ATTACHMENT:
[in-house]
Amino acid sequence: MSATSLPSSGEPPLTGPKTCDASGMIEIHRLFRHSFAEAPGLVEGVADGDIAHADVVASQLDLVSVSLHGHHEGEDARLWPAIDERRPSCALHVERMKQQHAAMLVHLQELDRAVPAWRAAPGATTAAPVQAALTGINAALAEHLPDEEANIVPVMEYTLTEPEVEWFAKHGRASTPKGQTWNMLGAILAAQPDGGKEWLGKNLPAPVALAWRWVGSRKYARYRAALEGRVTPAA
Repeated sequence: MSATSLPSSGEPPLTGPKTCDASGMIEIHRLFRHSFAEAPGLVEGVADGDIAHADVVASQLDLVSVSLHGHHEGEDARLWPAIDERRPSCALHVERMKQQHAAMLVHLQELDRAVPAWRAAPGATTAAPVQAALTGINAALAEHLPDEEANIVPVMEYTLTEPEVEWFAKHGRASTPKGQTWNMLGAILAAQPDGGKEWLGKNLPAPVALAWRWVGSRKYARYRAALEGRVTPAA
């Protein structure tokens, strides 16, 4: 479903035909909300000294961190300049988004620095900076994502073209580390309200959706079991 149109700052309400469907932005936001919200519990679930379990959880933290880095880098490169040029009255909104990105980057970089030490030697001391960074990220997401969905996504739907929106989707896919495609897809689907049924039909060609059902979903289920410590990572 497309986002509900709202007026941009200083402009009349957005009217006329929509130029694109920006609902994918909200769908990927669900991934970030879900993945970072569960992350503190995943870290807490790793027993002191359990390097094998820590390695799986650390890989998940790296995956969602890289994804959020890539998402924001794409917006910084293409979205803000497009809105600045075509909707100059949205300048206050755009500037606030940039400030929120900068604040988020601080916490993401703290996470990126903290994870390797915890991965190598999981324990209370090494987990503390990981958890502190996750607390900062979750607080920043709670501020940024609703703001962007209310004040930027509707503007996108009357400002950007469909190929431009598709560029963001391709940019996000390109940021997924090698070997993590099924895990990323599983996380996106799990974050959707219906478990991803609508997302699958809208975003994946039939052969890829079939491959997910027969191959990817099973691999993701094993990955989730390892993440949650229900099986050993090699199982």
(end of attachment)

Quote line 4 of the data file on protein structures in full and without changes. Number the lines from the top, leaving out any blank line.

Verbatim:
């Protein structure tokens, strides 16, 4: 479903035909909300000294961190300049988004620095900076994502073209580390309200959706079991 149109700052309400469907932005936001919200519990679930379990959880933290880095880098490169040029009255909104990105980057970089030490030697001391960074990220997401969905996504739907929106989707896919495609897809689907049924039909060609059902979903289920410590990572 497309986002509900709202007026941009200083402009009349957005009217006329929509130029694109920006609902994918909200769908990927669900991934970030879900993945970072569960992350503190995943870290807490790793027993002191359990390097094998820590390695799986650390890989998940790296995956969602890289994804959020890539998402924001794409917006910084293409979205803000497009809105600045075509909707100059949205300048206050755009500037606030940039400030929120900068604040988020601080916490993401703290996470990126903290994870390797915890991965190598999981324990209370090494987990503390990981958890502190996750607390900062979750607080920043709670501020940024609703703001962007209310004040930027509707503007996108009357400002950007469909190929431009598709560029963001391709940019996000390109940021997924090698070997993590099924895990990323599983996380996106799990974050959707219906478990991803609508997302699958809208975003994946039939052969890829079939491959997910027969191959990817099973691999993701094993990955989730390892993440949650229900099986050993090699199982």